Although the application of the SABRE engine is destined for orbital use, its cousin (Scimitar) has been designed for the environmental-friendly A2 hypersonic (top speed higher than Mach 5) passenger jet for 300 rushed passengers (about 3 times more than the Concorde) under the LAPCAT (Long-Term Advanced Propulsion Concepts and Technologies) study founded by the European Union.

When dealing with such high speeds, noise becomes a real constraint and flying above inhabited areas is restricted, which is why specific aerial routes are designed. According to Alan Bond, the A2 design could fly subsonically from Brussels International Airport into the North Atlantic, reaching Mach 5 across the North Pole and over the Pacific to Australia in about 4.6 hours, with a price tag similar to what you would pay for business class these days. This speed would heat the body of the craft so that windows are not an option because the appropriate thickness would represent a considerable weight. It is therefore thanks to flat panel displays showing images that you would be able to enjoy the scenery.

Blog - plane 2

When one talks about high-velocity flight it is difficult not to think of the French Concorde that operated between 1976 and 2003 and could travel at Mach 2.04 (limited by thermal constraints due to the material used) using the Scramjet technology; scramjet standing for “supersonic combustion ramjet”. This allowed a New York City to Paris flight in less than 3.5 hours instead of 8 hours with a conventional jet.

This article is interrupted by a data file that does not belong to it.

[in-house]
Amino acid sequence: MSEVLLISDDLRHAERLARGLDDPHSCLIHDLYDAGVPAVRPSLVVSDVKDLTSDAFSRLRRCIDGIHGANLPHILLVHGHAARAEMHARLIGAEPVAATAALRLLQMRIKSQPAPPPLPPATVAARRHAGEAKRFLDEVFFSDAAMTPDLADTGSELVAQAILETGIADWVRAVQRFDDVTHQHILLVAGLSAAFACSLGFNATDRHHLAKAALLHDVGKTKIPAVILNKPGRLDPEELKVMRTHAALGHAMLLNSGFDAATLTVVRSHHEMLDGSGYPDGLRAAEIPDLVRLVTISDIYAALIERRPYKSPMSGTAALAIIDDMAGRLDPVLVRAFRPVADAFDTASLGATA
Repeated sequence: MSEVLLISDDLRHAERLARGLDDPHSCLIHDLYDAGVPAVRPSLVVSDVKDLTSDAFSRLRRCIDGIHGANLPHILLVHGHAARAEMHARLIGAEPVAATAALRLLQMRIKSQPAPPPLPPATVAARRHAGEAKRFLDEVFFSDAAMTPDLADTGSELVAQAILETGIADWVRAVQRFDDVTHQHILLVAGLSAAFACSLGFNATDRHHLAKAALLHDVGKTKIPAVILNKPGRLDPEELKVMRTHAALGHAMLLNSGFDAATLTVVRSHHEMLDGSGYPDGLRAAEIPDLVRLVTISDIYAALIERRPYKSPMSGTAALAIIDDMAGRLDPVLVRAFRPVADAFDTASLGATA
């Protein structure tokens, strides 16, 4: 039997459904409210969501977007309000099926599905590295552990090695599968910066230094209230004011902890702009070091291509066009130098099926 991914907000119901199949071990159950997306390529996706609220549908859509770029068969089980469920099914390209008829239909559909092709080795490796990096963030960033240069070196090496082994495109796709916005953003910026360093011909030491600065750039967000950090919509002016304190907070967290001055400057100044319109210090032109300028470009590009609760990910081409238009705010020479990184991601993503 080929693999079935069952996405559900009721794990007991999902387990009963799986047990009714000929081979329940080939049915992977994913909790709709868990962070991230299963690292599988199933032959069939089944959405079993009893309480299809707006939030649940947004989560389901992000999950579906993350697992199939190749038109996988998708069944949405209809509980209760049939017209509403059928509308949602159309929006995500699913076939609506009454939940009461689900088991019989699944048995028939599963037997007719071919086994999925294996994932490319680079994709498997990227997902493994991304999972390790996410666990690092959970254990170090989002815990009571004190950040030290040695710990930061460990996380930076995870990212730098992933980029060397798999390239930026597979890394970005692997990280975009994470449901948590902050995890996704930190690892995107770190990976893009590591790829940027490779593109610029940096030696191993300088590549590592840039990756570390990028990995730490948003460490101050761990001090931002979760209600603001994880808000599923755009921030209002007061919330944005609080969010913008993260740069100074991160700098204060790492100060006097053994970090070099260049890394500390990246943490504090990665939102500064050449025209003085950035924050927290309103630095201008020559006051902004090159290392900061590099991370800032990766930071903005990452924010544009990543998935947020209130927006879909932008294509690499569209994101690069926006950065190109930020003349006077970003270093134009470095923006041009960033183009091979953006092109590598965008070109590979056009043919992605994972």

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The principle of this technology is to compress air with shock waves under the body of the aircraft before injecting the fuel (the Concorde’s intake ramp system can be seen on the figure on the right).

Due to the high inefficiency of this technology at low speeds, afterburners are used from take-off until reaching the upper transonic regime.

Keeping in mind that the heating of the Concorde’s body due to friction could make it expand by as much as close to a foot, it becomes easy to understand one of the reasons why high altitudes (scarcer air and therefore lesser aerodynamic resistance) are chosen for such high flight velocities; the Concorde cruising altitude was around 56,000 ft and would be decreased when sun radiation levels were becoming too high. On a side note you can keep an eye out at Charles de Gaulle airport in Paris (France) for a Concorde displayed outside.

Oh and did I forget to mention that the turbomachinery parts on the SABRE engine are currently being designed in the AxSTREAM suite??

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Turbochargers in Formula 1